Lhasa in translation
Back in 1907, Britain and Russia has agreed not to interfere in Tibet’s internal matters - a far cry from the ‘settlement’ made between Beijing and New Delhi, wrties Sneh Mahajan.india Updated:
All this talk of a 2,500-mile, state-of-the-art railway line to Lhasa built by the Chinese takes me back a hundred years when the Indian Army reached Lhasa and signed a treaty there. ‘Rumours of a persistent kind’ were reaching the then Indian capital of Calcutta about Russia having sent a monk, Dorjieff, to establish contact with the Dalai Lama. This was when Britain and Russia were engaged in the Great Game.
Throughout the 19th century, the British government were phobic about the Russians invading the north-west frontier of the Indian Empire. Towards the end of the century, the Russian government started constructing the Tashkand-Orenberg railway which was to be completed by 1904. This would have obliterated distance, a factor perceived by the British government as the best defence against a Russian attack.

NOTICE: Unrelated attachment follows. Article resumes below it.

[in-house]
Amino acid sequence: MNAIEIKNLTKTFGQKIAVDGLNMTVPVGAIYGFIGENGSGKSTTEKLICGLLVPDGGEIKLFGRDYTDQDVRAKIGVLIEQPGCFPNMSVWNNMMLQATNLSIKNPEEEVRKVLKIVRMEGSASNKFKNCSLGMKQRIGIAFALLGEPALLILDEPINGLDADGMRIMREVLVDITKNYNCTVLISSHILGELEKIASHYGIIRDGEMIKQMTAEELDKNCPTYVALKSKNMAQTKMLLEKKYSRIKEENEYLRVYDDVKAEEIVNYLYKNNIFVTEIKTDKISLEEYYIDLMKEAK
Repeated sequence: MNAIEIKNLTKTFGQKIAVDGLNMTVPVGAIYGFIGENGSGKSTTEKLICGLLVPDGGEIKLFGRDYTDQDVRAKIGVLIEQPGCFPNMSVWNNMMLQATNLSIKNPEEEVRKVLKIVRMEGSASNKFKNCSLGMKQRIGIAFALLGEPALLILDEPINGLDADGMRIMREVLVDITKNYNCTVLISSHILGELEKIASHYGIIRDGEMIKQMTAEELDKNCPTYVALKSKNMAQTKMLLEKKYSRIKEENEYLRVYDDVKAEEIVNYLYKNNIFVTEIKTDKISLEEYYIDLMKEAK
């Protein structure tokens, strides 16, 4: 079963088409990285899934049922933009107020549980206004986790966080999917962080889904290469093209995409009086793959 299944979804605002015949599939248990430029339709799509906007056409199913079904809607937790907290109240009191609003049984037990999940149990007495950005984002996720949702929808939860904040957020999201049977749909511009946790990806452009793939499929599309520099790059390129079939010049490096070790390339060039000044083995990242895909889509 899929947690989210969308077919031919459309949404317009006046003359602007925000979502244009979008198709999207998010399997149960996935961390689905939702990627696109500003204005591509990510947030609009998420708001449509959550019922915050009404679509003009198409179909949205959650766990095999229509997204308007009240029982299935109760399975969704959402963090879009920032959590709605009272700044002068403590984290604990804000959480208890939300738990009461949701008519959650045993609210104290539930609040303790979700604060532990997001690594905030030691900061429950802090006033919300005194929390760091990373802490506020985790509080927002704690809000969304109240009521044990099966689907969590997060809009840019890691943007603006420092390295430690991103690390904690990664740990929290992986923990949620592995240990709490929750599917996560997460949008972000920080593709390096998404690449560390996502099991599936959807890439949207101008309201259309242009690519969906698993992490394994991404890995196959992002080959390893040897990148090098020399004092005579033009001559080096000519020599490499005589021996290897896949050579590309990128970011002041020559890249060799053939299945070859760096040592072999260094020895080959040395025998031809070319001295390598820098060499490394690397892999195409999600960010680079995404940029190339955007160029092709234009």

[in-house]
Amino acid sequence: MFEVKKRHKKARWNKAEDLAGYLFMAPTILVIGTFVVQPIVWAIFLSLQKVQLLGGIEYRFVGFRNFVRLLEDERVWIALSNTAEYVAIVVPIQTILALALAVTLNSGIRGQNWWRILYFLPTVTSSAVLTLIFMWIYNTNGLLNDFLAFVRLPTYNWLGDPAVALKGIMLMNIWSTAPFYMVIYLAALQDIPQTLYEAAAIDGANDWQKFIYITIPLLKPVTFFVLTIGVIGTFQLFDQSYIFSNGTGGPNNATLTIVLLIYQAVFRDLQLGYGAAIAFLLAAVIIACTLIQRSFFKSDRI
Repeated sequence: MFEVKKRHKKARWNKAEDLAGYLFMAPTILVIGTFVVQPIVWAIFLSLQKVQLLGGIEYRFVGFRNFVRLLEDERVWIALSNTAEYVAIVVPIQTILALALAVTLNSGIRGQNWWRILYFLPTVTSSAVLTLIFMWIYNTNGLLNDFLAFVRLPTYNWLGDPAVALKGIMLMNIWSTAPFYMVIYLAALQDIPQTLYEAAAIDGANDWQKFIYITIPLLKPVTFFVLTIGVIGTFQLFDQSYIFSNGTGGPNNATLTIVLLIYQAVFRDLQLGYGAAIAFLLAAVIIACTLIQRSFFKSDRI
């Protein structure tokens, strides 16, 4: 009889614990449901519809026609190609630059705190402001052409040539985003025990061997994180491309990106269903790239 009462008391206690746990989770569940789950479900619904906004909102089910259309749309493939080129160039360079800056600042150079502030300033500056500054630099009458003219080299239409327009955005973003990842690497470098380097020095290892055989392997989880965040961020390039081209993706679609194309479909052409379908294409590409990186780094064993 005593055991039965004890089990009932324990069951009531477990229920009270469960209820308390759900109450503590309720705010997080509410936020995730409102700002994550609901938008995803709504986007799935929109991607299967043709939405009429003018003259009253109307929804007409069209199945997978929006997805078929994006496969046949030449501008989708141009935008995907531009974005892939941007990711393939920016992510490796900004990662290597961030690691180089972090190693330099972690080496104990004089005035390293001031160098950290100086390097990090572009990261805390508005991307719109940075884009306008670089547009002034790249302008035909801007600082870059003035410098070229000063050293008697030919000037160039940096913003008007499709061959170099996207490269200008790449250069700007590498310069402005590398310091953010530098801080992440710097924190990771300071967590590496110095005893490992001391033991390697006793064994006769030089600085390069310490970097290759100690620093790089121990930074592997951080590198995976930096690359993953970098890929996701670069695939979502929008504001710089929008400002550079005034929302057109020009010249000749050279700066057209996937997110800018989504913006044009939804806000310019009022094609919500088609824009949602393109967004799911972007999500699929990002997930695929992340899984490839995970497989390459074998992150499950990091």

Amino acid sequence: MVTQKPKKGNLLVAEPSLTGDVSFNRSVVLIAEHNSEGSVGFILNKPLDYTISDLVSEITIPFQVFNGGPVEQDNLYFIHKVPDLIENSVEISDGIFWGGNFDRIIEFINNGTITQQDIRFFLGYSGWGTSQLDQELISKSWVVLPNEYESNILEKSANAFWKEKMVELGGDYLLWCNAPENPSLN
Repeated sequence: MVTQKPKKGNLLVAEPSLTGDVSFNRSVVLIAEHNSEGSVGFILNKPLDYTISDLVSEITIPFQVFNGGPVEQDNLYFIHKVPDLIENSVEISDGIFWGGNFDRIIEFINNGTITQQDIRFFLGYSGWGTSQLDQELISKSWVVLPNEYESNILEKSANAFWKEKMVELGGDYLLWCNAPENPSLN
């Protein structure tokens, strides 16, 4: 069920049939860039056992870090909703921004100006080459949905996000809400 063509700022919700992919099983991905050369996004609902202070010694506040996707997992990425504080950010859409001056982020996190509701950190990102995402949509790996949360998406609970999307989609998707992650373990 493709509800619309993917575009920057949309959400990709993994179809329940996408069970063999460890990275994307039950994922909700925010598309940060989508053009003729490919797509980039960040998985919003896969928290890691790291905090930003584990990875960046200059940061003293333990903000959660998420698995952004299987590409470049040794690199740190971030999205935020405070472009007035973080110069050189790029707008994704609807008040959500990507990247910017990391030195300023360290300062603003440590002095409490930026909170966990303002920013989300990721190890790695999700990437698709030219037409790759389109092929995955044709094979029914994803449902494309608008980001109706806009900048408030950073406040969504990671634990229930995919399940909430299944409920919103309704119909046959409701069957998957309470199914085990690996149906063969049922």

The government in Calcutta and London worked out the number of soldiers needed to meet the Russian forces, the number of horses needed to be transferred beyond railheads and even the number of camels needed to carry fodder for the horses. Yet, a winning combination eluded them.
Even the Amir of Afghanistan was not ready to serve the British cause. The British government watched Russia’s initiatives in Tibet with alarm. Lord Curzon, the Viceroy, with the full support of London, sent a ‘friendly’ mission under Colonel Francis Younghusband with soldiers of the Indian Army.
The mission and the troops reached Gyangze, halfway to Lhasa. Tibetans offered some resistance, but refused to negotiate. The contingent reached Lhasa but the Dalai Lama had left for Mongolia. The monks in charge signed a treaty which, among other things, provided that Tibet would pay an indemnity and until then, the Indian Army would occupy Chumbi Valley.
At this stage, the British government had the opportunity to make a settlement with Russia, and under the Anglo-Russian Convention of 1907, Britain and Russia promised not to interfere in Tibet’s internal matters and recognised the nominal sovereignty of China over Tibet. A far cry from the ‘settlement’ made between Beijing and New Delhi today regarding Lhasa.